While using multiton quantities of the above described compost for cleansing field crop soils that contained, in addition to plant disease causing agents, 200 ppm of DDT and its isomers, a large pile was left on a garden soil for several weeks before being scattered on the garden. While digging into the soil-compost mix we observed the mix was inhabited by earthworms which are known to be sensitive to the chlorinated aromatic hydrocarbon pesticides. Later tests demonstrated that soils contaminated with several unwanted chemical substances, including soil borne plant pathogens, could be cleansed, or remediated, by mixing with composted (treated) cotton gin waste (or trash) and that the same result could be obtained with composted alfalfa hay but not with cereal straw or common suburban leaf litter. The difference between the raw materials for composting appeared to be their carbon:nitrogen ratios. Those organic raw materials having C:N ratios of approximately 10:1 to 30:1 produced a compost suppressive of soil borne plant pathogens and at the same time, in due course, cleansed the soils of certain unwanted chemical entities. Further research led us to investigate the several well known details of the art of composting in relation to cleansing soils of unwanted entities and to improvements disclosed herein, thus teaching how contaminated soils may be cleansed with composted high nitrogen to carbon ratio plant materials but not with ordinary plant materials or leaf litter such as cereal straw which have C:N ratios approaching 100:1 or more. These facts have not been disclosed heretofore.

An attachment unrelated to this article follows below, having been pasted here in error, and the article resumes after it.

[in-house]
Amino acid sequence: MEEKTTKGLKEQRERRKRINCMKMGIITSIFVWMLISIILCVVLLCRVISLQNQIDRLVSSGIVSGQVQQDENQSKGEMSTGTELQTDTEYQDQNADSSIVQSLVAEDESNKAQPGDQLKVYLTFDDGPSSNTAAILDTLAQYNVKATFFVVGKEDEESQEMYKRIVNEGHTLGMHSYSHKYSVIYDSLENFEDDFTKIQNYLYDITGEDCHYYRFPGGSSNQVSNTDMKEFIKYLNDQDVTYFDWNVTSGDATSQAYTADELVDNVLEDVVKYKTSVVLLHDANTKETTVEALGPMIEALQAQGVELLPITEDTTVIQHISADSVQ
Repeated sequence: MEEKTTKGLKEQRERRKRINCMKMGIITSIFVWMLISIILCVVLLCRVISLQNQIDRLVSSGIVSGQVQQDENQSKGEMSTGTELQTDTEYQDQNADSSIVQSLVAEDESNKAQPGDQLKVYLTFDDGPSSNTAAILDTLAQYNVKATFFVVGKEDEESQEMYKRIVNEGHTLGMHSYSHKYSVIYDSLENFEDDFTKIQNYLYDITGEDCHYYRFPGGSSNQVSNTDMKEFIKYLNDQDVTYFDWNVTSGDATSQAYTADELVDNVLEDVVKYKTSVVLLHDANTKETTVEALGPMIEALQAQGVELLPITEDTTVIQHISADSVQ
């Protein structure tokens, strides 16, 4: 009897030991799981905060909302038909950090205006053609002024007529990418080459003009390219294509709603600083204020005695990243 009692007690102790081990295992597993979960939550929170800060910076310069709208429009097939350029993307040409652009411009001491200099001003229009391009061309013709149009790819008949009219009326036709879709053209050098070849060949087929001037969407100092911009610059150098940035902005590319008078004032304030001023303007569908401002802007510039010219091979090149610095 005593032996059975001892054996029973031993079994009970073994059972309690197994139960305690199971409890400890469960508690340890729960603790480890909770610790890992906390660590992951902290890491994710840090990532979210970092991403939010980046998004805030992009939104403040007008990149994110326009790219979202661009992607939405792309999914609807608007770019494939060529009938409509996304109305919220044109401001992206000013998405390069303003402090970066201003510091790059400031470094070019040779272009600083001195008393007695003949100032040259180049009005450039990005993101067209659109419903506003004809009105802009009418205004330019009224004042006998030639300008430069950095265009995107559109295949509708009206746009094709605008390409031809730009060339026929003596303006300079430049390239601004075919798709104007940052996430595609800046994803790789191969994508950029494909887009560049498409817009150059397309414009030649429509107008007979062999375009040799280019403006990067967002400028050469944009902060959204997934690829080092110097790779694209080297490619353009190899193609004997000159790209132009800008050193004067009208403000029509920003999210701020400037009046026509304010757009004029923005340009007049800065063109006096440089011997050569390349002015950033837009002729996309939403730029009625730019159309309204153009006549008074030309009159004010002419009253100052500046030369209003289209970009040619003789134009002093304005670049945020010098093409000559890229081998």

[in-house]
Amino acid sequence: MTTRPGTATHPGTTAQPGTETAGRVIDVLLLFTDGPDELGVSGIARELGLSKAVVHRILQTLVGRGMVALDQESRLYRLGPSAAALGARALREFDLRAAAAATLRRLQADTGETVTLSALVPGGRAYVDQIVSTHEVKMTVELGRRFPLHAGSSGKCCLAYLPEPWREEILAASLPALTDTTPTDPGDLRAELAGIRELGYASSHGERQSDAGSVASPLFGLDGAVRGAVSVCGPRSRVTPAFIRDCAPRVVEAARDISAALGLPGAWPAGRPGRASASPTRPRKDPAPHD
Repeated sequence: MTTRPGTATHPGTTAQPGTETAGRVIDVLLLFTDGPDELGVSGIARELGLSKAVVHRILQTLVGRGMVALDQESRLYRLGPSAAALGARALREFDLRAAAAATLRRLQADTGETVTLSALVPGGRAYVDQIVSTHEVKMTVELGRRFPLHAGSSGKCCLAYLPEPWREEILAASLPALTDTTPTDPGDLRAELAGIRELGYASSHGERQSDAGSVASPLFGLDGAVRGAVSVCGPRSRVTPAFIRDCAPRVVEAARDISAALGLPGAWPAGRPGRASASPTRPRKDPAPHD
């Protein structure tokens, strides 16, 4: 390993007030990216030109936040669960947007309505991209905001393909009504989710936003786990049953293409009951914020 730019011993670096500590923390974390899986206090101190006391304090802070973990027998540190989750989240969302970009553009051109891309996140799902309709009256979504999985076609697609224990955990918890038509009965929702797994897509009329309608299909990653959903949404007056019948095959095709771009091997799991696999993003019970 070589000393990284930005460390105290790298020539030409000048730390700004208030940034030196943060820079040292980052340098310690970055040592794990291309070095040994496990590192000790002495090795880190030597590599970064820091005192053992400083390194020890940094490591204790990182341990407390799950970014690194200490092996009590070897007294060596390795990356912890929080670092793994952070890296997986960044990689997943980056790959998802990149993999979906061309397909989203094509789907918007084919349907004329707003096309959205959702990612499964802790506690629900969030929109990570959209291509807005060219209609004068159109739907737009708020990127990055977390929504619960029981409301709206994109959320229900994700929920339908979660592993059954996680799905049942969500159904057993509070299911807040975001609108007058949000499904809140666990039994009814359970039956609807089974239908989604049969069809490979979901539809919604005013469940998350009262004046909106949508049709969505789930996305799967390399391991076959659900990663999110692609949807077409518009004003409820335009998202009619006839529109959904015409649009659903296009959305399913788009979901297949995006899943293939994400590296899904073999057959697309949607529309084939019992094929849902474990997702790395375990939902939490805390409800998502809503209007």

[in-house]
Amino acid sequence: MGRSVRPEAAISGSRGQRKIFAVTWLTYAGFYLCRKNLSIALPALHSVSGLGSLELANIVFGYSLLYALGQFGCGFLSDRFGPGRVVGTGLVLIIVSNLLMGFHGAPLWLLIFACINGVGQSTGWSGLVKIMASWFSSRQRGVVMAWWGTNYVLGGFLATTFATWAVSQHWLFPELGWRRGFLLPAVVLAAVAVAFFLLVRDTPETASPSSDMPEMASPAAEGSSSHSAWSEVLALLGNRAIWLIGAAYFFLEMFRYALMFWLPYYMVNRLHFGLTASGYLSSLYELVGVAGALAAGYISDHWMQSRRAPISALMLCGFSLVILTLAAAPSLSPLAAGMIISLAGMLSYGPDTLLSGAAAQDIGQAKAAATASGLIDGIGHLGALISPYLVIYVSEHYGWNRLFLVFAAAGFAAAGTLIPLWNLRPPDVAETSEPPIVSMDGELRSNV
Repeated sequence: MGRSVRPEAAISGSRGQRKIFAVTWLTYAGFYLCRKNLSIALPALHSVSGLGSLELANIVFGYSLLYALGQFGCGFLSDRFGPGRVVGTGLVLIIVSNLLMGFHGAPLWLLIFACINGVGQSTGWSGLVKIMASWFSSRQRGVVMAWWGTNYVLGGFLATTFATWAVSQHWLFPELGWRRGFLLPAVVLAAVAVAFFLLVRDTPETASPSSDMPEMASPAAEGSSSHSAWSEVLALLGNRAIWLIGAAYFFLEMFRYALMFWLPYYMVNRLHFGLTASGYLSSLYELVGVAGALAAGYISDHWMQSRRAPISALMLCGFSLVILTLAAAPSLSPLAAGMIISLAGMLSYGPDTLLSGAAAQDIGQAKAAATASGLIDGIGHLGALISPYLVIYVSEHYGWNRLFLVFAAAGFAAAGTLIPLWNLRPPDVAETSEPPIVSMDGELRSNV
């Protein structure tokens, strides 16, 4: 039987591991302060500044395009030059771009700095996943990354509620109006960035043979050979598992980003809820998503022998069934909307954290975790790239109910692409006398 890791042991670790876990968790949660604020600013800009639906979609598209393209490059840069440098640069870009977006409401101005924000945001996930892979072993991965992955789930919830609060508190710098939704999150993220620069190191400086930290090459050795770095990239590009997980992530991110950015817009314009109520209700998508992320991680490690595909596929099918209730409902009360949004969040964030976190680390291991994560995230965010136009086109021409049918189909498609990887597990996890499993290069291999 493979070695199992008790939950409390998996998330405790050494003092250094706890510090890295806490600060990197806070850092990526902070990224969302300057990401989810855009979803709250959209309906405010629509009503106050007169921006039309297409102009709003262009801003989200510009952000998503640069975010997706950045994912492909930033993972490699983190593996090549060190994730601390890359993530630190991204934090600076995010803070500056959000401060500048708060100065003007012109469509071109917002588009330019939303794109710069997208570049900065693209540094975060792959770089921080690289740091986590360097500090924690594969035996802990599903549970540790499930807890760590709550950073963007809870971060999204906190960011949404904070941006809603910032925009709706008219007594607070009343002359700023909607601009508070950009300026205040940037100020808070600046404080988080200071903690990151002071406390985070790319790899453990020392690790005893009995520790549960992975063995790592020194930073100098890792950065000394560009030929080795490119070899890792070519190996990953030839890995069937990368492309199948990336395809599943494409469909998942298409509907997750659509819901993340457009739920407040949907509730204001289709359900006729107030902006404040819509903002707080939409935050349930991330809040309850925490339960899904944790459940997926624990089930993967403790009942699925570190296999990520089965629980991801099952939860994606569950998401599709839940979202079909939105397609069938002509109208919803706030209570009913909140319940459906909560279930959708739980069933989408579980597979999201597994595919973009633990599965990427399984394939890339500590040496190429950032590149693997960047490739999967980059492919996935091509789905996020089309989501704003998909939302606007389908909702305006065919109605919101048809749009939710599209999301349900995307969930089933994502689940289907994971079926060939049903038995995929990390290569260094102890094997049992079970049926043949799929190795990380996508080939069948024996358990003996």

Among the first U.S. patent documents reviewed was the Gorby patent, U.S. Pat. No. 2,947,619, issued Aug. 2, 1960 disclosing a process for composting wastes of several kinds by repeated aeration at temperatures of to C. and moisture contents of 40-60%. The Gorby patent while being a disclosure of the prior art bears no relation to our invention for soil remediation.

The Varro, et al., U.S. Pat. No. 3,233,976, issued Feb. 8, 1966, discloses appartus in which organic wastes are converted to fertilizer by aerobic fermentation. It is unrelated to our invention for soil remediation.

The Linn patent, U.S. Pat. No. 3,616,204, issued Oct. 26, 1971, discloses a method for soil restoration (bioremediation) after being contaminated with a petroleum hydrocarbon. The Linn patent discloses, as do several others, inoculating the contaminated soil with cultures of identified microorganisms known to degrade the unwanted contaminants while feeding such organisms appropriate nutrients under controlled laboratory conditions or in the field. The above described approach to soil remediation is likely to be impractical because of soil microbial competition as discussed by Alexander (Alexander, M. 1977. Soil Microbiology, p. 410, "microbial competition", John Wiley & Sons, NY). Many microorganisms compete with each other for nutrients, some protecting themselves by generating antibiotics and while the above hypothesis of soil remediation as delineated by Linn and others may be effective in a sterile substrate it has failed in numerous non sterile substrates as Alexander implies and as my experience has confirmed. For this reason I have turned to the special non sterile substrate as disclosed herein.